Sen. Fazio: 8-30g “counterproductive and demoralizing” to diverse communities

March 8, 2022

(From Greenwich Free Press)

The Connecticut General Assembly held a Zoom hearing on SB 169 (
An Act Concerning a Study of the Effects of Affordable Housing Policies in the State), a bill calling for a re-examination of the state’s affordable housing law 8-30g, which many see as deficient.

State Senator Ryan Fazio (R-36) and Steve Meskers (D-150), both from Greenwich, detailed how problematic 8-30g has been to their town.

Fazio said 8-30g was both “counterproductive and demoralizing” to diverse communities by voiding their local zoning authority.

He said after decades on the books, 8-30g had failed to achieve the desired effect, creating more problems that it solves, given 8-30g voids local control for 138 towns and cities in favor of rules that give special benefit to large developers who create little affordable housing.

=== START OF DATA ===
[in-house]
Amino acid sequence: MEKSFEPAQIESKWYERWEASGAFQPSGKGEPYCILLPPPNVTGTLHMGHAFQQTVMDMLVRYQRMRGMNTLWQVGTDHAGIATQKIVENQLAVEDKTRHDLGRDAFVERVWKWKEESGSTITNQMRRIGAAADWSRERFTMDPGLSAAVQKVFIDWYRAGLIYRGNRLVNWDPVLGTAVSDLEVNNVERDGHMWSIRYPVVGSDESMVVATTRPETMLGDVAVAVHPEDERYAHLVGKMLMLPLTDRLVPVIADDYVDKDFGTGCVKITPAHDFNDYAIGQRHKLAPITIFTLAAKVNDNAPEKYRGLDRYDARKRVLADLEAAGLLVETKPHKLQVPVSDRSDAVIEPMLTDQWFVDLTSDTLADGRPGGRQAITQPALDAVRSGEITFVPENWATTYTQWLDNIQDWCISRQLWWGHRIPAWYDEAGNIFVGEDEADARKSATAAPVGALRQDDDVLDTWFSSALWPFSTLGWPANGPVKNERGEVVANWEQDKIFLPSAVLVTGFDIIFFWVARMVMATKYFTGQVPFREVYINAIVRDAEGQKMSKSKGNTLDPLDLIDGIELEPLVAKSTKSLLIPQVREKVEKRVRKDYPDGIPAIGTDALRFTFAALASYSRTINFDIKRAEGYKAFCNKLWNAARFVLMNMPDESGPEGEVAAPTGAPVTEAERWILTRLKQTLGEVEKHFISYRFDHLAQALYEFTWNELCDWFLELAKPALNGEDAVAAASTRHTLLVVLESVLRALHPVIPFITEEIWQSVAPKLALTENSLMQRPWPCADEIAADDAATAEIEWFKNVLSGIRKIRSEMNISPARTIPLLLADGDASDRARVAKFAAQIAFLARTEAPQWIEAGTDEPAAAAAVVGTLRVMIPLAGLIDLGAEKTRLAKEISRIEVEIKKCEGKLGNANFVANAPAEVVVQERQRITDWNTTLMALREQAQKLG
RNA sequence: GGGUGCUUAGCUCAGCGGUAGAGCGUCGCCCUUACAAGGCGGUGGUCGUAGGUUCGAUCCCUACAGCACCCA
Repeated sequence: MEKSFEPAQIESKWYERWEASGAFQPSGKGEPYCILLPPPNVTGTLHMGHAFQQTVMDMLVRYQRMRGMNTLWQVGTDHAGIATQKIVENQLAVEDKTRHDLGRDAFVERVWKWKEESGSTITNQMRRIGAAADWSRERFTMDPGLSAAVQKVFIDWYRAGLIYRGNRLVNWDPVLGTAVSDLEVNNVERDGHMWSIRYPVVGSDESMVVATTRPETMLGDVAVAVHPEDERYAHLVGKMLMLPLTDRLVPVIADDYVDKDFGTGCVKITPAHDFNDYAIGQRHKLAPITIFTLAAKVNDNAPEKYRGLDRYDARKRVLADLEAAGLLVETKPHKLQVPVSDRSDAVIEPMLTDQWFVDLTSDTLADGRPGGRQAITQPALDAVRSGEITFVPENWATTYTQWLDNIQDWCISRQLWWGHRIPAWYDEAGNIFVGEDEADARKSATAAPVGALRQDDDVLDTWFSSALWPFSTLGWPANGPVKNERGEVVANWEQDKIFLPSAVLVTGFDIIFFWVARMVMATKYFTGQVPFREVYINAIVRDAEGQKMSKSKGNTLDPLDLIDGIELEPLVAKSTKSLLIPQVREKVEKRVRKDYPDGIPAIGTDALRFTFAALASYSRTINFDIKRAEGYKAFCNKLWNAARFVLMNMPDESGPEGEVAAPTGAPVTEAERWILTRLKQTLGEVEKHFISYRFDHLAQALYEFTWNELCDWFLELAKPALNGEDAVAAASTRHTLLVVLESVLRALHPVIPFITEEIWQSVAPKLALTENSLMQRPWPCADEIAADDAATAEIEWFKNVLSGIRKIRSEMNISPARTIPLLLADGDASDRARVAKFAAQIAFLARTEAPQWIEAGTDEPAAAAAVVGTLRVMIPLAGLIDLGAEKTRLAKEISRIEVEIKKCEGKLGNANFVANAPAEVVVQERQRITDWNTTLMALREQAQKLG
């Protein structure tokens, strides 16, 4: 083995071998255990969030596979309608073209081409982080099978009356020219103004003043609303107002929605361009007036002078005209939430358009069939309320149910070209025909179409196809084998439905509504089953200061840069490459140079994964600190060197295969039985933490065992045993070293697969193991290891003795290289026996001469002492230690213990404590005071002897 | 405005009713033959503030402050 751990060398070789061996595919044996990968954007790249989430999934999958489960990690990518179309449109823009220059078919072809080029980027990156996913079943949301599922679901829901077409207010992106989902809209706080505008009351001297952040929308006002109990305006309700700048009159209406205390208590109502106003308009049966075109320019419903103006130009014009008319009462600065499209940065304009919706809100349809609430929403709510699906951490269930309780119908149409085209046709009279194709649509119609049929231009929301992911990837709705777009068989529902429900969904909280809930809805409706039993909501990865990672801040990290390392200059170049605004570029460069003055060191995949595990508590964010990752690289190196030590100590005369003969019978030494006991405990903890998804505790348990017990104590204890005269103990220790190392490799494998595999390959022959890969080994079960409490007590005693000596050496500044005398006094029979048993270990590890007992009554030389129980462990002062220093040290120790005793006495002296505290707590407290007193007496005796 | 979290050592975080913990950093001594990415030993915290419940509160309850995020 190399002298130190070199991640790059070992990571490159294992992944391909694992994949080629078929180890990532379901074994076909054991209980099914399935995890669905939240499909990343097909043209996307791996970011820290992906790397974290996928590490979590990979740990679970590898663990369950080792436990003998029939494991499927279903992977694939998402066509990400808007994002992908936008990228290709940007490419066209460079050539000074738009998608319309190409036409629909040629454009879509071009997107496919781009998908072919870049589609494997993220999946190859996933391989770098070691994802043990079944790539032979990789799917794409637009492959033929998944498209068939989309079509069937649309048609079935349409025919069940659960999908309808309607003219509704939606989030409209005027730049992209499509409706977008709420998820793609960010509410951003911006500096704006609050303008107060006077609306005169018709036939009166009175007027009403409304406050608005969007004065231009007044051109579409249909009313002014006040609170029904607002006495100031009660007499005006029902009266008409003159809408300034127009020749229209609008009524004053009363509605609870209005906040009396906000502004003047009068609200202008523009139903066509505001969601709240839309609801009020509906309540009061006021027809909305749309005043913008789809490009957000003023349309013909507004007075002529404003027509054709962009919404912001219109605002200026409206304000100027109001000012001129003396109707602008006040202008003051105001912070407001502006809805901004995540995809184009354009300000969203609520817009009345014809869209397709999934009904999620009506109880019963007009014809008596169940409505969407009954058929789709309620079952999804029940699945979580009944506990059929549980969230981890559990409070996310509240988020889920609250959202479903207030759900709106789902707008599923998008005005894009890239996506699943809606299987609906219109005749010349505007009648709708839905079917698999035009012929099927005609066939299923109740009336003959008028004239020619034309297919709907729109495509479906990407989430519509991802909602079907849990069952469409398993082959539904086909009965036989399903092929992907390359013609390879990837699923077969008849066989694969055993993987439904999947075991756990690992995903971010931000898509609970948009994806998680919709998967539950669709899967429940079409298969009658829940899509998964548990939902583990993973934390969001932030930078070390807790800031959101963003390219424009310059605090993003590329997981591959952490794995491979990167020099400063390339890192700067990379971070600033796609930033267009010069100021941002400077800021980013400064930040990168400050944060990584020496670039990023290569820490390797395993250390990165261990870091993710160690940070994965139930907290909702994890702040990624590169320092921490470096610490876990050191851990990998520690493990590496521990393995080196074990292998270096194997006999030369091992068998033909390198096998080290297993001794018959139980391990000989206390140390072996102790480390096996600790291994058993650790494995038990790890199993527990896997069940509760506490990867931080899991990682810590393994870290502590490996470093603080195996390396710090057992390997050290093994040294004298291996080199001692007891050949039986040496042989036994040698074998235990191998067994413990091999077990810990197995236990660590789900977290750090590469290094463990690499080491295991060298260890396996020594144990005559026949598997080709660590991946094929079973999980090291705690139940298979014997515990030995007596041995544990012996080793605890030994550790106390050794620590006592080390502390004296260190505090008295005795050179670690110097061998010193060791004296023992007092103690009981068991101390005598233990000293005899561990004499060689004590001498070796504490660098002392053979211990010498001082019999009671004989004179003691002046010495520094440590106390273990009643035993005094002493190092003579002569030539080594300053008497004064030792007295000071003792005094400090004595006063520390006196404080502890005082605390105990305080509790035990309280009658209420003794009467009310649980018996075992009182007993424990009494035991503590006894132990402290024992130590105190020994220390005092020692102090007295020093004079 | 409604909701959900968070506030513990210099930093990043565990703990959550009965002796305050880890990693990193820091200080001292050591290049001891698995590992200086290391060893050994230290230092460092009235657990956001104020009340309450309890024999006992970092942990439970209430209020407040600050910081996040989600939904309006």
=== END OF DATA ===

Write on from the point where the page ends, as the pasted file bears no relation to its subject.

Fazio noted only 30 municipalities out of 169 in the state had met the stated goal of achieving 10% affordable housing, and said the law failed to generate upward mobility.

“Since the law went into effect in 1990, the poverty rate in Connecticut has increased more than any state in the country, according to the US Census,” Fazio said.

“Instead we need to encourage and reward diverse forms of affordable housing and local buy-in. 8-30g primarily recognizes government and deed restricted housing, while rewarding dense 8-30g complexes built by big developers.”

Fazio said naturally occurring affordable housing should “count” as affordable, in addition to workforce housing and accessory dwelling units.